The City of Johannesburg has developed through the entire life-cycle of the mining industry. In its early years, its development was tied to the varying, but generally upward, fortunes of the mining industry. During this time, gold mining in Johannesburg, and along the Witwatersrand, propelled the growth of South Africa’s national economy into a phase of self-sustained development, and created an integrated labour market across southern Africa. It also played a key role in shaping the racial oligarchy that dominated South Africa until the fall of apartheid in the 1990s. However, gold was eventually to decline, first in the areas around Johannesburg, and then elsewhere. The growth of Johannesburg, however, continued and the urban economy became increasingly diversified and flexible. This growth seemed divorced from mining but was, in fact, deeply rooted in the history of mining. The mining industry played an intimate role in the development of the manufacturing sector and also in the emergence of financial services; which is currently the leading economic sector in Johannesburg. These economic changes are represented in continuous evolution of the spatial form of the city. Currently the physical legacy of mining is understood mainly in terms of its deleterious environmental consequences, including acid mine drainage, with the long and profound impact of mining on the patterning of urban growth largely forgotten.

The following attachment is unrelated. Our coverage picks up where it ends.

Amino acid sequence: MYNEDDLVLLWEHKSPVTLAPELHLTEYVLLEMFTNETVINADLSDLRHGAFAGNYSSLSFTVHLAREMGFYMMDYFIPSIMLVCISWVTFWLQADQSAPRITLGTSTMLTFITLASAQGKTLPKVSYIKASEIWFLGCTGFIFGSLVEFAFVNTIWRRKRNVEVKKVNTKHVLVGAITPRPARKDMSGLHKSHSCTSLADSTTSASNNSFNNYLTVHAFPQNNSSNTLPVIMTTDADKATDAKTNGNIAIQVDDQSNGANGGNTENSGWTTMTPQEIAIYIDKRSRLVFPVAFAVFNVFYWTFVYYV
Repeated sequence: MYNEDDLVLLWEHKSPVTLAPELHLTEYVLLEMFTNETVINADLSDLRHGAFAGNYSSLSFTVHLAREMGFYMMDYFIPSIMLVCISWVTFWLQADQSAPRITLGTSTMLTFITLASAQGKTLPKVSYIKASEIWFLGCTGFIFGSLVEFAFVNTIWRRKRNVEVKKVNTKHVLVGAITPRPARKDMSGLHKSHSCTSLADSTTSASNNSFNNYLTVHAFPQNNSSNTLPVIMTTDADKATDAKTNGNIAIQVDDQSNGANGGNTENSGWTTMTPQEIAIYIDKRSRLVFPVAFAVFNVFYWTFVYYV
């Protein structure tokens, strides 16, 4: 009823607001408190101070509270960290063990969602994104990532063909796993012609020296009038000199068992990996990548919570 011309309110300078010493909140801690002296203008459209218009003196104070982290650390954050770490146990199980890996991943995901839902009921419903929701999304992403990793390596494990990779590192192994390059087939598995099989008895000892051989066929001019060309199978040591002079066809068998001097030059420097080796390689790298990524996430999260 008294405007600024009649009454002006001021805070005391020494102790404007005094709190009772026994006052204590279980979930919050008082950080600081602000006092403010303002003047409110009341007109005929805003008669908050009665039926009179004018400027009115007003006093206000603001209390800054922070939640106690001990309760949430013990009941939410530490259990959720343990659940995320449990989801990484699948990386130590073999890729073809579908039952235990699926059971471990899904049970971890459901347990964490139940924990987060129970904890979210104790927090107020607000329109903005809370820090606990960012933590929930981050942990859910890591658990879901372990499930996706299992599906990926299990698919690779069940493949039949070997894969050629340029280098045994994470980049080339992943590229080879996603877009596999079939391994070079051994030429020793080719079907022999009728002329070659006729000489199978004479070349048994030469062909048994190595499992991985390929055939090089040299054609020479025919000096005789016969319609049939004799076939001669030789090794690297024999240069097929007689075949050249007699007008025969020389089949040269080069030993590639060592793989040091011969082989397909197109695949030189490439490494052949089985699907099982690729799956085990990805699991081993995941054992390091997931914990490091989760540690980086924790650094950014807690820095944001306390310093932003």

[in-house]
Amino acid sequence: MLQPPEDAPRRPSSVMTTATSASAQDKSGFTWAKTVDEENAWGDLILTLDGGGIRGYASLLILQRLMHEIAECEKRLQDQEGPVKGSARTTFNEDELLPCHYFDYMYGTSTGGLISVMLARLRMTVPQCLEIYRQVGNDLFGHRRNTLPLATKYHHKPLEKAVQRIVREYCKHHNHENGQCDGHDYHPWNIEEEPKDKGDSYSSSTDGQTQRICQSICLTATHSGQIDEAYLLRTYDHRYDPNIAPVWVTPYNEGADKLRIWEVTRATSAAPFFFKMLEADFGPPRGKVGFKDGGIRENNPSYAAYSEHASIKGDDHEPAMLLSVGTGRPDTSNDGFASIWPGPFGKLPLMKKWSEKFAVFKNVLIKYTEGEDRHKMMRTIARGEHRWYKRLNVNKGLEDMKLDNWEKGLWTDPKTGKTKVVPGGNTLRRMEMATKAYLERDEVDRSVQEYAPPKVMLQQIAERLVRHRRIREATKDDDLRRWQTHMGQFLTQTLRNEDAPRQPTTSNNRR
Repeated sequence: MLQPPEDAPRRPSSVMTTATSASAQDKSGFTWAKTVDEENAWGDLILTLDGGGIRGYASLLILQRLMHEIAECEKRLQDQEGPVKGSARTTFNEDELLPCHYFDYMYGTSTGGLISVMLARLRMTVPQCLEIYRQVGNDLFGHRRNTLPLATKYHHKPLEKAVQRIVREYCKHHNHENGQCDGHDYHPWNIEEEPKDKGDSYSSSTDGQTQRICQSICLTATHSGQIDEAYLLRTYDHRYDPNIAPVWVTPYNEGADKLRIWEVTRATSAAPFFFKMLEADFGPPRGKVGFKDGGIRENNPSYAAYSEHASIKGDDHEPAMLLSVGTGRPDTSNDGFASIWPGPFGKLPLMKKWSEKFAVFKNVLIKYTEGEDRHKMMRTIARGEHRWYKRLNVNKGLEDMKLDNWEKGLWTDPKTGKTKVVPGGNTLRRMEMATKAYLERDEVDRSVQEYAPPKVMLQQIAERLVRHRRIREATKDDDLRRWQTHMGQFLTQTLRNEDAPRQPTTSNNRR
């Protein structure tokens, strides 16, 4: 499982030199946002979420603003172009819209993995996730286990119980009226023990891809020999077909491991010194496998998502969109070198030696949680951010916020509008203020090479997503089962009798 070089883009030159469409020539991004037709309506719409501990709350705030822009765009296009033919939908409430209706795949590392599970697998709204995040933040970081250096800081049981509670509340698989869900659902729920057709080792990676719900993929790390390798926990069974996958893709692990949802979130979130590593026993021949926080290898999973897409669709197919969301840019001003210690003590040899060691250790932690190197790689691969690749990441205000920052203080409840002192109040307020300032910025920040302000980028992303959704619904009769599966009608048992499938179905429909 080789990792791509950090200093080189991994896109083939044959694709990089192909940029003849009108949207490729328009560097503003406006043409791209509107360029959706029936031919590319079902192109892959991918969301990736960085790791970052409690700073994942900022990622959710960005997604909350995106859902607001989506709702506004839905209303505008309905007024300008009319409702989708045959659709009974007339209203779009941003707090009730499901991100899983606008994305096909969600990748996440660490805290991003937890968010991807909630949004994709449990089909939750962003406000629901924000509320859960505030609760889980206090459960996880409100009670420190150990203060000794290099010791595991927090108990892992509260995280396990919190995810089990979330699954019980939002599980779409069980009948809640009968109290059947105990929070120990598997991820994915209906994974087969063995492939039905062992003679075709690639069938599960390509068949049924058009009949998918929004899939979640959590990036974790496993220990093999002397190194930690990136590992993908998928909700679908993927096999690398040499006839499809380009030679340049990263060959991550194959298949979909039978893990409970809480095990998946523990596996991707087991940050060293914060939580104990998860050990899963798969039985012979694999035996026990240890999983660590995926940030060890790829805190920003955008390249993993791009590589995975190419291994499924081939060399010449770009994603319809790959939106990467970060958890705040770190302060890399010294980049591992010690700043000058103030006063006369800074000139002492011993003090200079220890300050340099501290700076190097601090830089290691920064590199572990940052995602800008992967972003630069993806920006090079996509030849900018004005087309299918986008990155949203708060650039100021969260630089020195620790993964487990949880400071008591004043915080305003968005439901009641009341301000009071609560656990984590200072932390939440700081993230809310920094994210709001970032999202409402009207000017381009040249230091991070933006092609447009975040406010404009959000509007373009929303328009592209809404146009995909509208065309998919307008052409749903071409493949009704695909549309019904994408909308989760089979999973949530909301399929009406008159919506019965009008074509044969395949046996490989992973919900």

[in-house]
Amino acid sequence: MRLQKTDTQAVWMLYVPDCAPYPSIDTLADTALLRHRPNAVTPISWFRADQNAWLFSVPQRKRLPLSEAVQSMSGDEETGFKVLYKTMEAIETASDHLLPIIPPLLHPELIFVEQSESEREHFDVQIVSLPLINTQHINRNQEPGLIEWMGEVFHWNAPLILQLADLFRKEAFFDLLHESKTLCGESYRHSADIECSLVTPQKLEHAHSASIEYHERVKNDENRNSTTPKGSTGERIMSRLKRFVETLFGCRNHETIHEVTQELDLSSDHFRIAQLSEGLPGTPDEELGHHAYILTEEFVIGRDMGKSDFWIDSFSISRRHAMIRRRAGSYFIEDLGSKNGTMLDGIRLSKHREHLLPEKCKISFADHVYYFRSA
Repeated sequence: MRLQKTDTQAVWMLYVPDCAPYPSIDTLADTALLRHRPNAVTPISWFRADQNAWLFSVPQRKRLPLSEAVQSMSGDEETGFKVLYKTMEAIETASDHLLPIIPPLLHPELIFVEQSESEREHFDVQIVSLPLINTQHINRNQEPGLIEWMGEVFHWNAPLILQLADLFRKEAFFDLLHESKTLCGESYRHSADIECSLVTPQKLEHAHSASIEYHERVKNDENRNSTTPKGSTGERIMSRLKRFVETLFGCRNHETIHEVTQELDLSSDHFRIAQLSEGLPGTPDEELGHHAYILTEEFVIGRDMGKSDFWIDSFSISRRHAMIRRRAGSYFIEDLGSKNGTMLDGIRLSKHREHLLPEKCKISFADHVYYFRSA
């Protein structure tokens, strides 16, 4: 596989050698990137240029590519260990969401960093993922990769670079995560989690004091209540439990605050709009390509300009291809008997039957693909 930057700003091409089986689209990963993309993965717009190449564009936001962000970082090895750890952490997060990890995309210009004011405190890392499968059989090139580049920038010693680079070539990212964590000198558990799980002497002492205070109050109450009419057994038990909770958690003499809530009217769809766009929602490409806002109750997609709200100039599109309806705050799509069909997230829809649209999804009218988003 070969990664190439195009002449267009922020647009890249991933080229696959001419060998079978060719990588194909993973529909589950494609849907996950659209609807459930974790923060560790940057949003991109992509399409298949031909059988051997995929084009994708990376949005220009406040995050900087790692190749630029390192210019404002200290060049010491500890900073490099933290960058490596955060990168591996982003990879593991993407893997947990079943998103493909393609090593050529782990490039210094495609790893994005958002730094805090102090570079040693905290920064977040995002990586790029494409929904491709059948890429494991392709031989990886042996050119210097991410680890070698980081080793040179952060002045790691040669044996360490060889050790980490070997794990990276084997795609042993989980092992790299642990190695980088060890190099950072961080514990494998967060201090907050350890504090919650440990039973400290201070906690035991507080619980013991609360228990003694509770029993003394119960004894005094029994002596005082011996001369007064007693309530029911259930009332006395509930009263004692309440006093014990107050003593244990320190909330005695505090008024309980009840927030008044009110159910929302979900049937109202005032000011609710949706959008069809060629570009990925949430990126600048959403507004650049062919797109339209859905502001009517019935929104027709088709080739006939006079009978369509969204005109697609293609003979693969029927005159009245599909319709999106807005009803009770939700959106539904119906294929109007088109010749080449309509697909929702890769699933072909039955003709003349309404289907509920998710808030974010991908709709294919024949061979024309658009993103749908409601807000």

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|Publication Type||Journal Article|
|Author(s)||Harrison P, Zack T|
|Other Numbers||Accession Number: Journal of contemporary african studies [0258-9001] vol: 30 iss:4 pg:551|